Steele backtracks. “On the other hand, you’d be admitting your guilt, be a fugitive for the rest of your life.”


“Of course, in the Bahamas, even a fugitive can live quite comfortably.” (Speaking from experience, Mr. Steele?)


Hunky Barry points out that Steele seems a little ambivalent here. Laura seems impressed by his insight!


There’s Mr. Steele, admiring Hunky Barry’s … exit … again. Meanwhile, Laura is still trying to save the case.

“What Mr. Steele means is, no matter how well you live, you can never be truly free,” she says.


Her impassioned plea has an effect. “I don’t know!” he kvetches. He abruptly walks out, followed – after a nudge from Laura – by Mr. Steele.


Now it’s Hunky Barry’s turn to ogle Steele. What’s going on here? Faygeleh? (Keri! Just.Stop.)


After Steele and Shapiro leave, Hunky Barry has a quiet word with Laura.

“Whether he stays or not, we’d better plan our next move.”

Hmmmm. This is curious; almost seems like Laura and Hunky Barry are in cahoots (a French, not a Yiddish term) about something.

Hunky Barry (HB) suggests they regroup over dinner. Somehow I don’t think he’s including Steele in this tete-a-tete (also French!).


Laura seems … interested. Nevertheless, she makes it a rule never to go out with clients.


HB points out he’s not a client. His client’s a client.


“An office seems more appropriate,” Laura purrs.


Presumably she means THIS office.

HB is disappointed that Laura doesn’t mix her business with a smidgen of pleasure.


“When I’m in the market for pleasure, Mr. Phillips, I want a lot more than a smidgen.”


Oh, behave!


Hunky Barry seems down wid it.


Just then Steele and Shapiro return. Shapiro’s decided the Steele Agency is too high class for this job. Steele looks like a trust fund guy. “Bed warmers, nannies, summers in the Alps.”


Steele wants to know if Shapiro is familiar with Brixton, in London. It’s the worst part of town. “Three quid gets you a night’s lodging and your throat cut. No jobs, no prospects, no hopes. Only two ways out: Get sent to the nick, or snuff it.”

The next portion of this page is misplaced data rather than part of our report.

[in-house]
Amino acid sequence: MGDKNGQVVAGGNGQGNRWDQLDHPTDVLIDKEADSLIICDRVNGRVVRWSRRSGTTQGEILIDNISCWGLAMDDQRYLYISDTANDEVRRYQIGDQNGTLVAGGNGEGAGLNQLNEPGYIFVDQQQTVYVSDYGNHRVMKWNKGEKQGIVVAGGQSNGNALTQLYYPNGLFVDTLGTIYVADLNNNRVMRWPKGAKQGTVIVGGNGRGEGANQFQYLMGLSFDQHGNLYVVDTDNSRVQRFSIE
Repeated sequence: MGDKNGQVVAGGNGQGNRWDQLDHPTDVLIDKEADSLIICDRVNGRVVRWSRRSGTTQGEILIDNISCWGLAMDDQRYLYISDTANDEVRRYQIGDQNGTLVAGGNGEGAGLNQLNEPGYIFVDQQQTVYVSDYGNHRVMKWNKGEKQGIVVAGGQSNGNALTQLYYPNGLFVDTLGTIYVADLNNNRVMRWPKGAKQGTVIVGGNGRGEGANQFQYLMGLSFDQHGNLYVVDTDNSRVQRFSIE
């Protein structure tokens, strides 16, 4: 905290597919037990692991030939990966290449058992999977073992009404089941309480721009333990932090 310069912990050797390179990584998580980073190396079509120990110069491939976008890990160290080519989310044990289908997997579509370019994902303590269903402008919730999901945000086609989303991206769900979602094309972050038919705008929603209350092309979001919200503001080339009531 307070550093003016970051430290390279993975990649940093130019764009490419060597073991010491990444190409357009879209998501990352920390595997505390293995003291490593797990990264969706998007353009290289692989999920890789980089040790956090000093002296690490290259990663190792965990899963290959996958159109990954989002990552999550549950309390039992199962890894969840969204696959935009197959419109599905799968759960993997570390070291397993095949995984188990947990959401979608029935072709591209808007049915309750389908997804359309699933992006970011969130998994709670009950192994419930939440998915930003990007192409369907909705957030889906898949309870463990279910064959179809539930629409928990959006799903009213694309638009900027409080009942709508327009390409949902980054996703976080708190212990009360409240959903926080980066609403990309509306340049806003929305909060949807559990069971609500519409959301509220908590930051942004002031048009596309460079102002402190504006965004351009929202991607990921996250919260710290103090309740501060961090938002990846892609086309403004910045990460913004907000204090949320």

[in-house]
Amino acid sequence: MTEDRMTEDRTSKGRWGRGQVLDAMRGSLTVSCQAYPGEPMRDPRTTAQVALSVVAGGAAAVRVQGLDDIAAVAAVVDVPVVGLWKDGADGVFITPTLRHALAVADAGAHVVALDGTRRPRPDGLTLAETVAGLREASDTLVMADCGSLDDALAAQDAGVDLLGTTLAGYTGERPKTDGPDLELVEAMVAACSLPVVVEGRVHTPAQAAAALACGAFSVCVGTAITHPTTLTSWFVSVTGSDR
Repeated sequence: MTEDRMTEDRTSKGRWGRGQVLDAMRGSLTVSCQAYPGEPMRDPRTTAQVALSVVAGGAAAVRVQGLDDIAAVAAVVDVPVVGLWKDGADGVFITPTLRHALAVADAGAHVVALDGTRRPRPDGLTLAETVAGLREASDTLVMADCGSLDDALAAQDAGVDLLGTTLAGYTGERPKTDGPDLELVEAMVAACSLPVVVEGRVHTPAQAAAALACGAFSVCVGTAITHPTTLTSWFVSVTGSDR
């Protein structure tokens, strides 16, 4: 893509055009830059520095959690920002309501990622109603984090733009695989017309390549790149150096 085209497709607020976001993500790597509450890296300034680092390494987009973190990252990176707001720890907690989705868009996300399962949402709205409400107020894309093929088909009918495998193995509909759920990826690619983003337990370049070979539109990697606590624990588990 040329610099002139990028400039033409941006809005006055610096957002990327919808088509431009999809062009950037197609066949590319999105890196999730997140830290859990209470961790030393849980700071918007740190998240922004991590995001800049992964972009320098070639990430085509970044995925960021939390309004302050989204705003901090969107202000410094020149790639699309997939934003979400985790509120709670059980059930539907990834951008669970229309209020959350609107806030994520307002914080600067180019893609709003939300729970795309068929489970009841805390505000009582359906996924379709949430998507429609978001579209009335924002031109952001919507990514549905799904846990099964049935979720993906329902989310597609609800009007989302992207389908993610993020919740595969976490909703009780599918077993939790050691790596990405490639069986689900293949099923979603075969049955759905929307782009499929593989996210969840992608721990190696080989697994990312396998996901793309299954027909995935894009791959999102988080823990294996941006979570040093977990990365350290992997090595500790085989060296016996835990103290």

Shapiro is impressed.


“I think I could love this man.” He agrees to give Steele a few days to produce the bill of sale; if he doesn’t, Steele promises to personally help him escape to the Bahamas.


“We all have special feelings for Mr. Steele,” Laura murmurs.


They share a Meaningful Look. (I’m verklempt!)

Shapiro offers to buy Steele a drink; they depart. Hunky Barry asks Laura if that stuff about Brixton was for real.


“I wish I could tell you.”

Wow, lots going on in this scene! We see Steele and Laura seemingly working as partners, but she inexplicably throws him under the bus by making him come up with reasons why Shapiro shouldn’t leave. What was her reasoning behind that? Did she really think he was glib enough to come up with a compelling argument? Or was she for some reason trying to put him in his place? There is certainly a heavy flirtation going on between Laura and Phillips, something Steele picks up on immediately. Steele seems to be sizing Phillips up – is it only because he sees him as a potential rival for Laura? Miss Holt seems VERY interested by the lawyer, which calls into question her attachment to Mr. Steele (and perhaps is another clue to where this episode should fit in the season). Is Laura really interested in Phillips? Is she trying to deny/distract herself from her attraction to Steele? Does she want to make Steele jealous? Let me know your thoghts!